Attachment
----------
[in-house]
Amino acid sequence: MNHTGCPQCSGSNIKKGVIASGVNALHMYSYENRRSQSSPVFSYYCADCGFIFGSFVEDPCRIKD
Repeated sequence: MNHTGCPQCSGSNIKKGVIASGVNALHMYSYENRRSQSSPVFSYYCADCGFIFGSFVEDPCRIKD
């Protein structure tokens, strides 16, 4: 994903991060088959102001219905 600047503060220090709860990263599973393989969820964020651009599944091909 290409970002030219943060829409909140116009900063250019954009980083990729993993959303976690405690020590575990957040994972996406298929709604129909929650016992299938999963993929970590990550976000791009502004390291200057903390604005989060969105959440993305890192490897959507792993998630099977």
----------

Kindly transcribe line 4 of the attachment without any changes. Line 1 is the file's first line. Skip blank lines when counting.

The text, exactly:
């Protein structure tokens, strides 16, 4: 994903991060088959102001219905 600047503060220090709860990263599973393989969820964020651009599944091909 290409970002030219943060829409909140116009900063250019954009980083990729993993959303976690405690020590575990957040994972996406298929709604129909929650016992299938999963993929970590990550976000791009502004390291200057903390604005989060969105959440993305890192490897959507792993998630099977």